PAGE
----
Leverage helped mining operations expand as they borrowed against their hardware or the crypto it generated.

Dropping crypto prices have upended the economics of mining.

Photo: Lars Hagberg/AFP via Getty Images

As bitcoin boomed, crypto mining seemed almost like printing money. But in reality, miners have always had to juggle the cost of hardware, electricity and operations against the tokens their work yielded. Often miners held onto their crypto, betting it would appreciate, or borrowed against it to buy more mining rigs. Now all those bills are coming due: The industry has accumulated as much as $4 billion in debt, according to some estimates.

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Policy

How lax social media policies help fuel a prescription drug boom

Prescription drug ads are all over TikTok, Facebook and Instagram. As the potential harms become clear, why haven’t the companies updated their advertising policies?

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Illustration: Overearth/iStock/Getty Images Plus

In the United States, prescription drug advertisements are as commonplace as drive-thru lanes and Pete Davidson relationship updates. We’re told every day — often multiple times a day — to ask our doctor if some new medication is right for us. Saturday Night Live has for decades parodied the breathless parade of side effect warnings tacked onto drug commercials. Here in New York, even our subway swipes are subsidized by advertisements that deliver the good news: We can last longer in bed and keep our hair, if only we turn to the latest VC-backed telehealth service.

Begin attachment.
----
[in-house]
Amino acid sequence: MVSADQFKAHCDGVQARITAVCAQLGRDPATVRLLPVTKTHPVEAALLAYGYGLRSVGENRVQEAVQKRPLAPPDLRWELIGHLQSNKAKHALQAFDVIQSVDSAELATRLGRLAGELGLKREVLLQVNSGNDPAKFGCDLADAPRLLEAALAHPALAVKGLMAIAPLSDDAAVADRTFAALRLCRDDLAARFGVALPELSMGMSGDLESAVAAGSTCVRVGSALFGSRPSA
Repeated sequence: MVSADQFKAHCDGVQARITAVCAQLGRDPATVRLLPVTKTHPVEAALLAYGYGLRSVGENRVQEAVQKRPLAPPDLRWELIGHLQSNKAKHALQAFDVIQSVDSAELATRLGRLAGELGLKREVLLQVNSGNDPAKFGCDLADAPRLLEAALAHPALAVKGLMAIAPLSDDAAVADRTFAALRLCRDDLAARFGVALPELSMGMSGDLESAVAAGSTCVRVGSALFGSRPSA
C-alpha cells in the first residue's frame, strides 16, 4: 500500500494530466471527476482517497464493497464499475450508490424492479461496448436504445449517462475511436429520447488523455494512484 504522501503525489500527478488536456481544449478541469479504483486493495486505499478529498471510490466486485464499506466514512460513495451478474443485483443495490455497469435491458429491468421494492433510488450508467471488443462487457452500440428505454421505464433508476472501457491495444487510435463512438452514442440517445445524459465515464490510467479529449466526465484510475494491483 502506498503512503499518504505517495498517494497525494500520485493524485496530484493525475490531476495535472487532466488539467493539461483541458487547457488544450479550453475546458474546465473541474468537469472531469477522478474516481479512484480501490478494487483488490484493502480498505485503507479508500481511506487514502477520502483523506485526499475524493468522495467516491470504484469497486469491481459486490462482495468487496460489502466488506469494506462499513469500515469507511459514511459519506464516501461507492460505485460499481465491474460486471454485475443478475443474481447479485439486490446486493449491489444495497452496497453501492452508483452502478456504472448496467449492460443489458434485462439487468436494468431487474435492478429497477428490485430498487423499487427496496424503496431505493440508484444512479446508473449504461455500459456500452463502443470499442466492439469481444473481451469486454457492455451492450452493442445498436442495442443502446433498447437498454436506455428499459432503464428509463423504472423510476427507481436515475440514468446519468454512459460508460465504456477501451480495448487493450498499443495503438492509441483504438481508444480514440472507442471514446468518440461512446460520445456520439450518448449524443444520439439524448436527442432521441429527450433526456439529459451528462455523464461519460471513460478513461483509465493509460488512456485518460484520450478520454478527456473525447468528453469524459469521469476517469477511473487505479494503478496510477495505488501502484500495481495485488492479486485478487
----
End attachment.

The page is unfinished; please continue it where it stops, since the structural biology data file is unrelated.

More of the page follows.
The U.S. is almost alone in embracing direct-to-consumer prescription drug advertisements. Nations as disparate as Saudi Arabia, France and China all find common ground in banning such ads. In fact, of all developed nations, only New Zealand joins the U.S. in giving pharmaceutical companies a direct line to consumers.

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Entertainment

Niantic’s future hinges on mapping the metaverse

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Image: Niantic

Pokémon Go sent Niantic to the moon. But now the San Francisco-based augmented reality developer has returned to earth, and it’s been trying to chart its way back to the stars ever since. The company yesterday announced layoffs of about 8% of its workforce (about 85 to 90 people) and canceled four projects, Bloomberg reported, signaling another disappointment for the studio that still generates about $1 billion in revenue per year from Pokémon Go.

Finding its next big hit has been Niantic’s priority for years, and the company has been coming up short. For much of the past year or so, Niantic has turned its attention to the metaverse, with hopes that its location-based mobile games, AR tech and company philosophy around fostering physical connection and outdoor exploration can help it build what it now calls the “real world metaverse.”

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Nick Statt

Nick Statt is Protocol's video game reporter. Prior to joining Protocol, he was news editor at The Verge covering the gaming industry, mobile apps and antitrust out of San Francisco, in addition to managing coverage of Silicon Valley tech giants and startups. He now resides in Rochester, New York, home of the garbage plate and, completely coincidentally, the World Video Game Hall of Fame. He can be reached at nstatt@protocol.com.